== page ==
Her Body, Whose Choice?

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Sarah Cirillo and Nathalie Abello

Mira received her abortion in South Dakota in 2004; she was accepted into college the day she found out she was pregnant. The closest clinic was 300 miles away and an escort came to her car asking if she wanted to wear a bulletproof vest while entering.

Christie underwent an abortion and decided to abort the baby girl she always wanted when she found out that the fetus would die at birth.

Alex, who was working for the Marine Corps, was twenty-two years old when she got pregnant. She asked professionals whether abortion was covered by her military health insurance; they refused to cover the procedure nor any complications caused by the termination.

These are real accounts of real women. Each of them made their decision because they felt it was best for them. Why should someone be judged for a decision that affects no one but themselves? Thus, this is precisely why abortions should be unrestricted in all states and women should keep their right to dictate what they do with their bodies.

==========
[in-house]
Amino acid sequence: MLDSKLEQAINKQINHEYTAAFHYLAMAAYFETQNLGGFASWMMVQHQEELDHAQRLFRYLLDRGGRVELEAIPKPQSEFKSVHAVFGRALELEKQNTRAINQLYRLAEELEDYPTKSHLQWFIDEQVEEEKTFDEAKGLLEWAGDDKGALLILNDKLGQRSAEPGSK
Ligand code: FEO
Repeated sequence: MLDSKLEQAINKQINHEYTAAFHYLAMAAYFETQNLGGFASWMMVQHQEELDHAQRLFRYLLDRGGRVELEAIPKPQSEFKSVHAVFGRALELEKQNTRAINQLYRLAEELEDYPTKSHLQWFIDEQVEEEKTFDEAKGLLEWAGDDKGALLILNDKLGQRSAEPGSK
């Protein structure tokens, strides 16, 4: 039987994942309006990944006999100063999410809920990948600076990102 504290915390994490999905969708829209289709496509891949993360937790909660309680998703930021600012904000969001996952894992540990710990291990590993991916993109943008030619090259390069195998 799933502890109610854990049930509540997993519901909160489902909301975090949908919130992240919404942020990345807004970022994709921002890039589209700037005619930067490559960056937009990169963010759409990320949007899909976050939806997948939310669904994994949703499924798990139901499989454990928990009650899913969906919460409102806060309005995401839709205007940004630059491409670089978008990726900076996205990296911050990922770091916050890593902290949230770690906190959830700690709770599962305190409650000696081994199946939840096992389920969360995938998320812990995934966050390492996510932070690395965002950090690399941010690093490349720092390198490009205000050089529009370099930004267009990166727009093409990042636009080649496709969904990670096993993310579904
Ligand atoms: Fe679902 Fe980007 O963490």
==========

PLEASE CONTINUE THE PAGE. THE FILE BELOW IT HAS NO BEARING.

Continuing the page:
Thanks to the Roe v Wade trial, women have the right to have an abortion. The Supreme Court ruled that abortion is legal and any unnecessary restrictions are illegal.  However, states have manipulated this law in their favor, and have placed major limitations on abortion. For example, several states have placed restrictions against the usage of healthcare for abortions, their claim being that terminating a pregnancy should not be considered a health issue. These laws are “targeted regulation of abortion providers” otherwise known as TRAP laws. In Alabama, a law was recently passed banning “all abortion… except in cases of lethal fetal anomaly or to prevent a woman’s death.” Another state utilizing TRAP laws being Texas, who declared any “violation of [their TRAP] law[s to be] considered Class A felonies punishable by a sentence of up to 99 years.”

88.2% of Congress is Christian, and 90% of lawmakers in Congress are men. Abortion is prohibited under any circumstance in Christianity, which means that 88.2% of Congress could use their religious belief to alter the law. Biologically, men cannot experience pregnancy, so why would they make the regulations for abortion? This major skew in equal representation has certainly taken it’s toll, because “states enacted a whopping 424 new abortion restrictions from 2010 to 2018, and an additional 58 new abortion restrictions in the first half of 2019.”

Women who get abortions are real people, with real problems. They are not monsters. Restricting women’s right to an abortion is unconstitutional, immoral, and inhumane, making it the true monstrosity.